Prosecutors and witnesses in the future trial of Parkland school shooter Nikolas Cruz will not be allowed to use derogatory words to refer to the defendant, according to a ruling by a Florida judge.
It would not be feasible, Broward County Circuit Judge Elizabeth Scherer said, to create “an exhaustive list of words,” that should not be used to describe Cruz, who faces 34 counts of premeditated and attempted murder for the February 2018 shooting at a South Florida high school that left 17 people dead. But the use of terms like “animal” or “that thing” would not be permitted during the trial, Scherer said.
However, Scherer’s ruling, issued Friday, said the defense had also asked some words not be used — like “school shooter,” “murderer” or “killer” — were not derogatory, but “normal words or terms that may be used to describe particular facts.”
That thinking also applies to words that reference the shooting itself, Scherer said, like “massacre,” which describes a “particular circumstance” and is not, “in and of itself,” a derogatory word.
Prosecutors are seeking the death penalty for Cruz, who previously confessed to the shooting at Marjory Stoneman Douglas High School that spawned a massive national protest movement against gun violence in American schools. He has pleaded not guilty, but his attorneys previously said he would plead guilty in exchange for a life sentence without the possibility of parole. A date for the trial has not been set.
The ruling comes after attorneys for Cruz on Wednesday argued in support of two motions to keep state prosecutors and witnesses from referring to Cruz or the shooting at Marjory Stoneman Douglas High School in an “inflammatory manner.”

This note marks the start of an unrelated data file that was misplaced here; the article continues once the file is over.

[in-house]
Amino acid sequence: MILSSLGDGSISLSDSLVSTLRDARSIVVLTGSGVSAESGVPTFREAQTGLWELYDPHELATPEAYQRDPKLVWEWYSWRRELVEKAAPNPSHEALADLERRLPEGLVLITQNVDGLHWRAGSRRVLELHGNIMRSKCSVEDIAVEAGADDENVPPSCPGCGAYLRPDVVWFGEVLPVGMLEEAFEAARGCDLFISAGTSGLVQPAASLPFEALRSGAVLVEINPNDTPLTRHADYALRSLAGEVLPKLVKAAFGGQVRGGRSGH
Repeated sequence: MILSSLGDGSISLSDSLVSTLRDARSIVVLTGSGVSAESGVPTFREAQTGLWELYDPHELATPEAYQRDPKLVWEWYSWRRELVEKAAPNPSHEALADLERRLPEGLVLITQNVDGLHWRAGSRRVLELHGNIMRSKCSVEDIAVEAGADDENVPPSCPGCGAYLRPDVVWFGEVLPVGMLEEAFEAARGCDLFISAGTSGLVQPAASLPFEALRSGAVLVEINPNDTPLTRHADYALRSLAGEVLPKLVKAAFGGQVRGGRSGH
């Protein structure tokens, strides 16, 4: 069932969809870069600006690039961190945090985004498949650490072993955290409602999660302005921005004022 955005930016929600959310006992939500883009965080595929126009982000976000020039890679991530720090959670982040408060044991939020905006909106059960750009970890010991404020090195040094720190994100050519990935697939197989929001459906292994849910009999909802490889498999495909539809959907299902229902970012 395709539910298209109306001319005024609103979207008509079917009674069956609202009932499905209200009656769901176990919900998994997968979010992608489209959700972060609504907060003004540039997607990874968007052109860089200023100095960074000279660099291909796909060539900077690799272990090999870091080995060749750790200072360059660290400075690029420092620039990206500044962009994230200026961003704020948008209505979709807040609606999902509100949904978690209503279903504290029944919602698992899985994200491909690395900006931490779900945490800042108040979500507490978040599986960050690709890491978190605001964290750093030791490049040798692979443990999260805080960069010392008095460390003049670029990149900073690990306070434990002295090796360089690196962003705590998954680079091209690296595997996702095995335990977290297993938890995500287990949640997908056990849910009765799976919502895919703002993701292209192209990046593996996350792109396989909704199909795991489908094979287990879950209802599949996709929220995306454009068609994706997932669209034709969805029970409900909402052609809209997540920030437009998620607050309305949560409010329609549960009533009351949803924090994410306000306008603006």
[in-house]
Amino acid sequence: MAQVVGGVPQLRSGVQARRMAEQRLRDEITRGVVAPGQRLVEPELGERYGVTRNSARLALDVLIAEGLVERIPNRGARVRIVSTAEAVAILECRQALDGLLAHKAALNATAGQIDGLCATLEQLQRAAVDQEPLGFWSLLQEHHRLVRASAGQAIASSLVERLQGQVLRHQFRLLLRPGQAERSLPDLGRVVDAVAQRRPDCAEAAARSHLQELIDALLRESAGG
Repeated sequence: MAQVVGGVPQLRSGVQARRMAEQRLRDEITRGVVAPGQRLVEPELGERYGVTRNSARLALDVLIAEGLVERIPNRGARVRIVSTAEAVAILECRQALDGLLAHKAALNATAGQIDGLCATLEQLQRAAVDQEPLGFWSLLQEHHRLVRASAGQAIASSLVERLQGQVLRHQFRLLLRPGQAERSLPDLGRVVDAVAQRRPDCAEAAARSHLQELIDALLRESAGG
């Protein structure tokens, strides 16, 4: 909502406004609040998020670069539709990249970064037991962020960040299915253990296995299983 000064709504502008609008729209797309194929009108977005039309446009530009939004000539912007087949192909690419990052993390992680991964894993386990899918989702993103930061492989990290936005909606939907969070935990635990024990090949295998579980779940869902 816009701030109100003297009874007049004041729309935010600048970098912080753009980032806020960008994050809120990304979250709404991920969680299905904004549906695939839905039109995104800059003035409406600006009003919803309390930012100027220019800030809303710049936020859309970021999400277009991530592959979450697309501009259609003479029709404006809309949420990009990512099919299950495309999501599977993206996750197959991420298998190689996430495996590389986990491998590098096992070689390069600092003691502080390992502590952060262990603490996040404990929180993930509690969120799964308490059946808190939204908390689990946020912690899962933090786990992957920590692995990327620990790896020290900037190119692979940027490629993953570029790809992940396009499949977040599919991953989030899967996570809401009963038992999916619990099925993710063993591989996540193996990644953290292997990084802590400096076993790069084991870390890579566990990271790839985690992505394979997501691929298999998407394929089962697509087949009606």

In a virtual hearing, which Cruz attended via video call, Assistant Public Defender Melissa McNeill asked that Cruz be referred to by only his name or “the defendant,” and that the shooting be referred to only as “the incident, the mass shooting or the tragedy.”
It would be “improper to refer to the accused in derogatory terms,” McNeill argued, and it was not necessary because “the evidence speaks for itself.” Calling Cruz anything other than his name would be “an attack on his character and is unnecessary,” McNeill said.
In response, Assistant State Attorney Nicole Chiappone said there was no law to prevent the state from referring to a defendant as a murderer in a murder trial.
“That’s not a derogatory word, that’s not an inflammatory word, that’s not commenting on his character, it’s not even name-calling,” Chiappone said. “It’s what he’s charged with.”
Scherer wrote in her ruling that the court trusted “that no party wishes to invited error into the proceedings, and that the attorneys will act professionally at trial, as is their duty.” Similarly, witnesses will be expected to act appropriately and exhibit “proper courtroom decorum,” Scherer wrote.
“Defendant shall be tried on the evidence and what the attorneys say is not evidence. A trial is not the time for the attorneys to editorialize or give their opinions of a defendant,” Scherer wrote. “The trial attorneys shall present the evidence, and the jury shall make their determinations based on the evidence presented.”
However, if needed, attorneys will be able to object during the trial, and Scherer will address those objections in court, she wrote.
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